The Mummy Demastered

Game Overview by Mike Finkelstein

Set concurrently with the events of the 2017 Mummy reboot (and one-time Dark Universe starter), The Mummy Demastered follows agents of the secret organization, Prodigium, as they battle against the Mummy ans her various minions, all to try and save London. To this end they have to explore the underground network of tunnels and sewers that make up London, finding hidden power-ups, fighting massive bosses, and unlocking new areas, also so that the Mummy can be brought down one last time.

Let's be clear, here: The Mummy Demastered wears its Metroidvania influences right out in the open. This is of the genre, through and through. And why wouldn't it be? Castlevania was influences by the old Universal monster movies. The game series took the style (and monsters) of those classic films and translated it into a successful series of game that, for modern audiences, are probably more popular than the classic movies at this point. It only made sense, then, that when a game was being designed based on the recent Mummy film, the developed, WayForward, would draw inspiration from the game series most directly related.

It's not a one-to-one inspiration, though. While The Mummy Demastered is clearly a Metroidvania game, with all the adventuring, item collecting, power-up enabling, and back-tracking that game style expects, it doesn't completely ape the Castlevania series.

For starters, the agents in the game (who you play as one at a time, only getting the next one when your previous agent dies) use guns, not swords or whips or whatever. These are modern soldiers, so of course they're going to come equipped with guns and ammo and explosives. In many ways they feel much more like Samus from Metroid Fusion than a Belmont. These guys can shoot in all eight direction for starters, but they can also (over time, in some cases) duck and slide, grab ledges and climb along ceilings, and run faster, jump higher, and all the things the Samus could do in that latter game. They aren't as weightless as Samus, with less floaty jumps, but they are gun-toting, ass-kicking, fully armored warriors.

And then there's death, which is very different from either of those games. In a mechanic not unlike Aliens: Colonial Marines (a game so much closer to Metroid on the Metroidvania scale that we have no plans to cover it on this site), death is permanent in The Mummy Demastered. If you die, you die, and the next agent you get is a different person. Sure, they look the same, but you'll have to venture back to your last agent's body if you want to collect all their gear to continue onwards fully powered. However, there is a further, very Mummy twist: when your character dies, that agent is then resurrected by the Mummy as her minion. You then have to fight the corpse, while it uses all your old equipment against you no less, just to regain your gear.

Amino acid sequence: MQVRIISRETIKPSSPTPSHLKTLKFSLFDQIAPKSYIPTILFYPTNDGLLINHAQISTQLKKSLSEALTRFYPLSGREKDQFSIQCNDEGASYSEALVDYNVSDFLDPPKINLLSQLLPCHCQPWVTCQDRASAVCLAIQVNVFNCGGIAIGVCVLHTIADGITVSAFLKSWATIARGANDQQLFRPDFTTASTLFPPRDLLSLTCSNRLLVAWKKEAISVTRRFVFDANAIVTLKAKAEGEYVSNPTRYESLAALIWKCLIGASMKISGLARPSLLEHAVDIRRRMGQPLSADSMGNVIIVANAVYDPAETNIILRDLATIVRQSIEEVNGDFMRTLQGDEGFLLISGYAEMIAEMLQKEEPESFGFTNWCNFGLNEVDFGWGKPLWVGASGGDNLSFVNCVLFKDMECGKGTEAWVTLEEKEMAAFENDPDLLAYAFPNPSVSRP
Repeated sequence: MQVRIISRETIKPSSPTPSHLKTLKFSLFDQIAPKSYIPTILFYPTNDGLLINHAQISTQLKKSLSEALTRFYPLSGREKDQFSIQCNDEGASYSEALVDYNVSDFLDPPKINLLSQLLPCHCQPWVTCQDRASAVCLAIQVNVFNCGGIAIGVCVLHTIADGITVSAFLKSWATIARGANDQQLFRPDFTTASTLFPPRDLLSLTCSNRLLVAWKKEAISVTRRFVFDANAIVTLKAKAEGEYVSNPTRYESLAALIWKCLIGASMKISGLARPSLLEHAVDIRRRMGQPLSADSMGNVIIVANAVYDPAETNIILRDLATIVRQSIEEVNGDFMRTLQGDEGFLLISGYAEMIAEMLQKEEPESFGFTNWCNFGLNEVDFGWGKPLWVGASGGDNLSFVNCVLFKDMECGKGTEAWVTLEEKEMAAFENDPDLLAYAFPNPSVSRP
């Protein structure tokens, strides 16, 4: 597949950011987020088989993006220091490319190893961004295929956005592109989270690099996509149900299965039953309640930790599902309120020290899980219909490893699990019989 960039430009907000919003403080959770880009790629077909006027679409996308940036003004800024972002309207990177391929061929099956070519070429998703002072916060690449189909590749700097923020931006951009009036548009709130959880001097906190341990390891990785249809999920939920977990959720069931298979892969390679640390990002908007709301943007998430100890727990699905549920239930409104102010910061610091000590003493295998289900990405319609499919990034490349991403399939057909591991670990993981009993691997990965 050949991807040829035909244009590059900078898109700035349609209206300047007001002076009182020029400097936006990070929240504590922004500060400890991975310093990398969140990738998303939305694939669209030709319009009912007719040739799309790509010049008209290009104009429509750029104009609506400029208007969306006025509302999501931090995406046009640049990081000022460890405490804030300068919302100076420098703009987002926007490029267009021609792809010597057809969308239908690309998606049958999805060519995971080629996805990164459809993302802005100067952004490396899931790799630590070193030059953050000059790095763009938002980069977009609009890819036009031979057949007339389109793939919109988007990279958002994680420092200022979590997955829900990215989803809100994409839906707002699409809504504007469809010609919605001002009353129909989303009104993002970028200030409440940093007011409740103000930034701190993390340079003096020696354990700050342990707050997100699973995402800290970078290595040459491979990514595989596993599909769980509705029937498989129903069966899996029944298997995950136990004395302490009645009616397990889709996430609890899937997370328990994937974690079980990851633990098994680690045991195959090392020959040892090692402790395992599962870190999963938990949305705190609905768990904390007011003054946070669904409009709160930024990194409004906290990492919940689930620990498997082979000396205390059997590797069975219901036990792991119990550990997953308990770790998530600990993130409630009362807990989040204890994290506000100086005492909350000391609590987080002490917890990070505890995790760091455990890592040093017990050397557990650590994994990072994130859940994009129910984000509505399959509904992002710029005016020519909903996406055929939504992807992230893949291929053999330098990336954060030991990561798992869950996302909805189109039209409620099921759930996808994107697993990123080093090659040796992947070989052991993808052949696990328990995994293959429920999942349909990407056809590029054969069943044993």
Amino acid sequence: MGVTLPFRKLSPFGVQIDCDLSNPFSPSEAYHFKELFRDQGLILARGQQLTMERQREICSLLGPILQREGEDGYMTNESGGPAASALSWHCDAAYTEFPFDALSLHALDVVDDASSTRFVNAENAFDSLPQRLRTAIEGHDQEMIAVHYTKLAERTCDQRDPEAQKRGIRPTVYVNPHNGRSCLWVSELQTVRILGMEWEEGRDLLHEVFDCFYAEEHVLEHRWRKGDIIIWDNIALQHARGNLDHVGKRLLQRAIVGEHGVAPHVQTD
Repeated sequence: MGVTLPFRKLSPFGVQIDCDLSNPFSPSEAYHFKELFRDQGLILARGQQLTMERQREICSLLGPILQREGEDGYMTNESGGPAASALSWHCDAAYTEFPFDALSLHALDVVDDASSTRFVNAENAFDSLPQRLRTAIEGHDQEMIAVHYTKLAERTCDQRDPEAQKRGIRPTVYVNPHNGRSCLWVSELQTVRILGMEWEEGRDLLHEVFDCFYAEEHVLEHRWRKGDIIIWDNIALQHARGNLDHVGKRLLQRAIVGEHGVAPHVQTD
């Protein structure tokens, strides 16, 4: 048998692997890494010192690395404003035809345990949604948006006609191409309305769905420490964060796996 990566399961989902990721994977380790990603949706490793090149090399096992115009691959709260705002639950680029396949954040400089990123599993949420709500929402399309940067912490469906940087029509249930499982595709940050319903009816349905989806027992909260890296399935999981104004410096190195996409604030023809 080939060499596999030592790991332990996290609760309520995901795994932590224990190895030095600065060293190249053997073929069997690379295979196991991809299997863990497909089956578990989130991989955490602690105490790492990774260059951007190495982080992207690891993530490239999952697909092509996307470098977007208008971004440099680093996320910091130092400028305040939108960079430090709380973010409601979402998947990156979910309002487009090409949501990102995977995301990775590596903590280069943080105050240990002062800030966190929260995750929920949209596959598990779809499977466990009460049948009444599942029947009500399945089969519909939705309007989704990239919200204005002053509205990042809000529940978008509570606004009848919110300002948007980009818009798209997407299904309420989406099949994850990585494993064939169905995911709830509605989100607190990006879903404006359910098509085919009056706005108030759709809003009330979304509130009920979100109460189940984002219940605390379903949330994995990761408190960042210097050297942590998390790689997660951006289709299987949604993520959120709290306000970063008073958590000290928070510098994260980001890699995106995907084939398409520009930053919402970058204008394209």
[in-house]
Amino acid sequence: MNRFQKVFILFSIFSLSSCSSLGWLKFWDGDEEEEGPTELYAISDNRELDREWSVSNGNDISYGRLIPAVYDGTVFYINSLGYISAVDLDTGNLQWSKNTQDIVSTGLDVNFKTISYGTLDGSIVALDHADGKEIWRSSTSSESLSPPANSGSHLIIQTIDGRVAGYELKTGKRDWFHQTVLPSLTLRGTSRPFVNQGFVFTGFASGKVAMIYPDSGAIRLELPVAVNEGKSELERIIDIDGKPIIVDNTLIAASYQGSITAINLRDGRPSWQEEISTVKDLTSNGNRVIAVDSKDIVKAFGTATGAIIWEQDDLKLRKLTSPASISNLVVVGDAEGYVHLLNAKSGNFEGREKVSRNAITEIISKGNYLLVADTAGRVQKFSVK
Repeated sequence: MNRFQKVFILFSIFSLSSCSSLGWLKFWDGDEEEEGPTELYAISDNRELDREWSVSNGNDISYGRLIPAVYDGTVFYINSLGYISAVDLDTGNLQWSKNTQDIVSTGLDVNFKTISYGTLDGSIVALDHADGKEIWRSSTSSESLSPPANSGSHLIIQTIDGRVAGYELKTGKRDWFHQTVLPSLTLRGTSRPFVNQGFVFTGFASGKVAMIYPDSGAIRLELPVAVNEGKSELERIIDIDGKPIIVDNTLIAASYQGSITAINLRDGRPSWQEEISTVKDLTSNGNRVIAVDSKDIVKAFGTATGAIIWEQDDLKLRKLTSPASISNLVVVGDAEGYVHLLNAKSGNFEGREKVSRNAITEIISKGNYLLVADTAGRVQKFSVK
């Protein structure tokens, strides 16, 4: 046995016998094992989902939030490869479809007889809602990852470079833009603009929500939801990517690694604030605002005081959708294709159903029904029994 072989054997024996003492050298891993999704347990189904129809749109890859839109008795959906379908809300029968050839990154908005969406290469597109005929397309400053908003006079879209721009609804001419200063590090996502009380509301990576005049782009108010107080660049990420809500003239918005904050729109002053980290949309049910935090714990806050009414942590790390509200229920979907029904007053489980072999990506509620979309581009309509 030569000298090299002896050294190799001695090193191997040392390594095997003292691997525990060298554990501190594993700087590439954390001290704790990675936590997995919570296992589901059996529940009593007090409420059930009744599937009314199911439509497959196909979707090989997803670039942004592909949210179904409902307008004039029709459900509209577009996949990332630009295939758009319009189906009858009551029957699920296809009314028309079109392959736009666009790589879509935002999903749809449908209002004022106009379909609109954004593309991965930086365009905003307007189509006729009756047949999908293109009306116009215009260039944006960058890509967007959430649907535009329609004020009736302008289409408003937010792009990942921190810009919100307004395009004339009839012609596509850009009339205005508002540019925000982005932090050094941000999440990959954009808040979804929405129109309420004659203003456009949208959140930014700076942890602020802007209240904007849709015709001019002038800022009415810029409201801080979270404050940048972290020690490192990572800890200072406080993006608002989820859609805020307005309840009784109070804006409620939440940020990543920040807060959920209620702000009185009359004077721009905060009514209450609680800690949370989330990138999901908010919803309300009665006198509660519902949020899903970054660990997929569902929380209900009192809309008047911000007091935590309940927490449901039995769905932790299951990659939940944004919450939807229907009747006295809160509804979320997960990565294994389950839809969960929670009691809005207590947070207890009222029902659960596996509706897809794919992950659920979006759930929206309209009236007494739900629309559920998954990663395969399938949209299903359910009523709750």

Thus the game may feel like a Metroidvania entry in many ways, but it takes a decidedly different path to get where its going.

On the whole, The Mummy Demastered can feel like a pretty brutal game. Along with the death penalty, pickups never feel as plentiful as they should. On top of that, save rooms don't also recharge your health and ammo -- you have to find different rooms to do those two separate functions, and even then those rooms can be pretty spread out around the map. You will, very often, be hurting for needed supplies while the hordes of the Mummy constantly whittle away at you.

Despite this, though, the game can be fun. It has style and is very well crafted. Plus, it has a pretty kick-ass soundtrack -- rocking in many ways without the Gothic influence of Castlevania that you'd expect. Your mileage with the game, then, may vary. If you like a challenge, something closer to Metroid Fusion in difficulty and attitude, this is the game for you. Just know going in that this isn't your normal Castlevania-type entry into the genre.

Similarities to Castlevania Games

While much of the game play might seem different from traditional Castlevania games, the atmosphere hearkens to the series through and through. Hordes of the dead come after you, alone with nasty bugs, wolves, bats, and rats. This is all going on as you explore sewers and caverns, dark forests and dark plains. Fog and mist cover much of the terrain, and everything has a dank, 'othic feel. The graphics are gorgeous, and the whole graphical style of the game feels of-a-piece with Castlevania's best.

Plus, let's again emphasize the fact that you're fighting the Mummy. She may not be Dracula, of course, but going after the hordes of any of the Universal monsters is a very Castlevania thing to do.